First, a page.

Continuing To Fill a Growing Need: Robert Georgine A. Tower Celebrates 28th Anniversary in Community

Michael Coughlin Jr.

The Robert A. Georgine Tower, a low-income housing facility that serves seniors in Charlestown, on 100 Ferrin Street, celebrated its 28th anniversary on Thursday, July 13. The tower, which was opened back in 1995, is comprised of 42 units and currently serves 58 low-income seniors, and was named after Robert A. Georgine.

Mayor Michelle Wu (fourth from left) at the Robert A. Georgine Tower 28th anniversary celebration.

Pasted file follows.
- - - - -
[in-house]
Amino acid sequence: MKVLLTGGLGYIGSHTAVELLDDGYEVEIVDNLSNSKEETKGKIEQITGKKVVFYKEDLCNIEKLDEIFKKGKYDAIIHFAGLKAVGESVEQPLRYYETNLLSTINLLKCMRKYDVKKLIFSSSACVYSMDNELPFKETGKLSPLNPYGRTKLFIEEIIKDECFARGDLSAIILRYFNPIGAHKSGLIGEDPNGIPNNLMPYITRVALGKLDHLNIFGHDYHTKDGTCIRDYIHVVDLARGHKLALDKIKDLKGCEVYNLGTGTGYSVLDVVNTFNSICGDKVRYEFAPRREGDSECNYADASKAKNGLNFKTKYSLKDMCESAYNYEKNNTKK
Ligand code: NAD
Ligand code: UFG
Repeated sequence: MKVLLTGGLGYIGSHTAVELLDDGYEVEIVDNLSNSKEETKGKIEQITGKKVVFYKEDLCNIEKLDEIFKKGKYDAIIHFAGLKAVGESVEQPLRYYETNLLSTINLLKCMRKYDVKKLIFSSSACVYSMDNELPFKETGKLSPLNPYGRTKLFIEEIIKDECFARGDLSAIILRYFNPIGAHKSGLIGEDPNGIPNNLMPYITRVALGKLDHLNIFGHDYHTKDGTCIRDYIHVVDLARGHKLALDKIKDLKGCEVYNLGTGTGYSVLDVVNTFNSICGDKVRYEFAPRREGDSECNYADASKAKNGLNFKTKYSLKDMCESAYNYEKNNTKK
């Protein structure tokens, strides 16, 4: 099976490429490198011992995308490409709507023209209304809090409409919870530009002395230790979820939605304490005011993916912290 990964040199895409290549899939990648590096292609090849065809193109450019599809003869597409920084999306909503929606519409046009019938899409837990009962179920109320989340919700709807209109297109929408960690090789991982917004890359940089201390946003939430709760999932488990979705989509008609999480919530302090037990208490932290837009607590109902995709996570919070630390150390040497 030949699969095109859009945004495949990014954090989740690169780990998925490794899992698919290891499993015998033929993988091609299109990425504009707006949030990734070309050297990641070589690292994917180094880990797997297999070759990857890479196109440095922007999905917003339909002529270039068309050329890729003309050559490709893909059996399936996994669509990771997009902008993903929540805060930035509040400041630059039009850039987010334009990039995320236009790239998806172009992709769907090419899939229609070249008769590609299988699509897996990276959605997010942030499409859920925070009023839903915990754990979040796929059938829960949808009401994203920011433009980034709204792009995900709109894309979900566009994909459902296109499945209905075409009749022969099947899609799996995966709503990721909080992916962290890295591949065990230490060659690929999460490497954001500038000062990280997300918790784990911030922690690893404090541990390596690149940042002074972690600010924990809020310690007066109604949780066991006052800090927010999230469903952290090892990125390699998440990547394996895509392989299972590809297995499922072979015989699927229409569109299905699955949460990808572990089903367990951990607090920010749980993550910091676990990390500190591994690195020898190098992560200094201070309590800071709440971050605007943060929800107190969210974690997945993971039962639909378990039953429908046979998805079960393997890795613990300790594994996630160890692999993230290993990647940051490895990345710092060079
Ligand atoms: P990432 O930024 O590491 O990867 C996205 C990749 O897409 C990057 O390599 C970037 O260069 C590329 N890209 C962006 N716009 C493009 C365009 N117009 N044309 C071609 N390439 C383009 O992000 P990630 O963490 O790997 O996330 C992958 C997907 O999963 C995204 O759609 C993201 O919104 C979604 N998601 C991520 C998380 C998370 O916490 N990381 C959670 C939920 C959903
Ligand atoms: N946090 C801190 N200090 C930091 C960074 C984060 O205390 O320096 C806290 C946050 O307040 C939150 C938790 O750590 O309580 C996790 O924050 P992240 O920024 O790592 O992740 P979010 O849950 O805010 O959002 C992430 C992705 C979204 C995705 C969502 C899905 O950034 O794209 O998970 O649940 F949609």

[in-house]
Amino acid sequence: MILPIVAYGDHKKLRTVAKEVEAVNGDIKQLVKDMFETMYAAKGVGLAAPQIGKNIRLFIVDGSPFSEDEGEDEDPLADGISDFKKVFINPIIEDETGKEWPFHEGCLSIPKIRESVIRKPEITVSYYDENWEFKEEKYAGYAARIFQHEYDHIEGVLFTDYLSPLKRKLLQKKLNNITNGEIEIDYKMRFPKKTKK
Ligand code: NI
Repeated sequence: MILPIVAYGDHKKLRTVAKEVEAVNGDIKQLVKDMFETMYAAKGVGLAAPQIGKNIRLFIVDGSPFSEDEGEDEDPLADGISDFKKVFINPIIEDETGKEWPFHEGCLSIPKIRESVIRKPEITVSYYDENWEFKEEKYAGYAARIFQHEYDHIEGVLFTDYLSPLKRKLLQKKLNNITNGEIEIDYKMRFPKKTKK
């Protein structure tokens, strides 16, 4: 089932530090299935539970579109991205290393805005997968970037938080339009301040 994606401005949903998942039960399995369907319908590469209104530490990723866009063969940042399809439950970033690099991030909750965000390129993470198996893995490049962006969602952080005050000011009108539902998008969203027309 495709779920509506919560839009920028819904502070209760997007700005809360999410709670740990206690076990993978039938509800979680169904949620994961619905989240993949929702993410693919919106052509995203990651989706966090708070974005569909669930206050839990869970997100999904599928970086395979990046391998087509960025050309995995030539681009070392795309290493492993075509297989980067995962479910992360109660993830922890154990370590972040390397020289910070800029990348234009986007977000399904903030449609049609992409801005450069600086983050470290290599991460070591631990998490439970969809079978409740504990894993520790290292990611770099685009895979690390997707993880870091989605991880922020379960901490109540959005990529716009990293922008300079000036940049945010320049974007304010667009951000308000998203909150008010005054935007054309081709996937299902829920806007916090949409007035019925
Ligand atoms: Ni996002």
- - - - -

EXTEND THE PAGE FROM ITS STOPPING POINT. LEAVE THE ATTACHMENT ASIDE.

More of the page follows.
According to a program from last Thursday’s anniversary celebration, Georgine was a “national union leader.” Not only did Georgine serve on the AFL-CIO’s Executive Council, but he was also the Chief Executive of the Union Labor Life Insurance company. Per Thursday’s program, “In recognition of his [Georgine’s] outstanding contributions to Americans of all ages, the property was dedicated in his honor.” Thursday’s celebration featured several speakers and visits to the development from elected officials such as Mayor Michelle Wu, which to Paul Sullivan, who has been at the facility for 12 years and currently serves as its Community Manager, was nice to see. “It’s nice to see that they [elected officials] support us; we hear from them quite a bit.  Many of them are supportive to us on a regular basis,” said Sullivan. One elected official who spoke well of the tower was City Councilor, Gabriela Coletta. In a statement about the anniversary, she said, “I am thrilled to join in the celebration of the 28th anniversary of the Robert A. Georgine Towers.” “This building has a long history of servicing our elders with robust programming and amenities. The residents here are deeply invested in the Charlestown community, and one another, and it is always a pleasure to visit. Congratulations to all,” she added. State Representative Dan Ryan also spoke about the tower, saying it is a “Great repurpose of what was always a municipal amenity for the neighborhood.” Ryan talked about how the development used to be the home of the Lexington Street Gym or “The Lexi,” as well as “Little City Hall.” “There’s always been a neighborhood use for that building, and to convert it into housing so that Charlestown people can stay in Charlestown in their golden years is a great reuse of a public amenity,” said Ryan. Moreover, Sullivan spoke specifically about how it was nice to see Wu. “It’s nice when you see Mayor Wu come out after she published last week that she’s trying to make available more affordable housing,” he said. Sullivan’s comments about Wu’s visit to the facility underscored a bigger theme — the need for more affordable housing. “I truly believe that given the rents and the inflation that we’re facing over the last few years — I think the demand for it is probably at its highest point right now — that I’ve seen in the 12 years that I’ve been in affordable housing,” said Sullivan. Sullivan indicated that there is minimal turnover at the tower, and they have long wait lists showing the need for housing for seniors in lower income brackets. “I don’t think people understand how heartbreaking it is when you sit here day after day, and applicants come one after another telling you that they’re sick, or they’re in need of housing, and you don’t have available units,” said Sullivan. “You don’t know how heartbreaking it is when you can look somebody in the face, and they tell you they have cancer or they have a hardship and they don’t have decent housing,” he added. Ryan commented on the affordable housing issue that is occurring in the city and across the region. Ryan did say he thought Charlestown was lucky 30 years ago that they were able to redevelop old school buildings like the tower into affordable housing. However, he said, “I think in terms of that type of affordable housing, we’ve been fortunate to kind of be ahead of the curve, but nobody also anticipated the way the market would turn in the next 30 years too.” “So I think what is considered affordable is really skewed now. It’s not just about building affordable housing, but I think it’s also about looking at the whole housing market in general and seeing what we can do to keep families living in the city and to keep elderly able to afford to age in place,” added Ryan. Coletta also commented on affordable housing, saying, “Creating affordable rental and homeownership opportunities for individuals and families is crucial for maintaining a healthy, vibrant city.” She went on to say, “We have to do everything we can and use every tool in our regulatory toolbox to create, preserve and protect affordability.” “I fully support stabilizing rents, expanding first time homebuyer programs through city grants, and reworking our IDP and linkage equation to produce more square footage and funds for affordable housing,” added Coletta. With all this being said and as rewarding as hitting 28 years of great service to seniors in need is to Sullivan, he made it clear — there is more work to be done. “As rewarding as it is today, looking at it like, we’ve been here doing this for 28 years and been successful — I could also say there’s a bigger need that if we could replicate what we do and what we do good more people could benefit,” said Sullivan.

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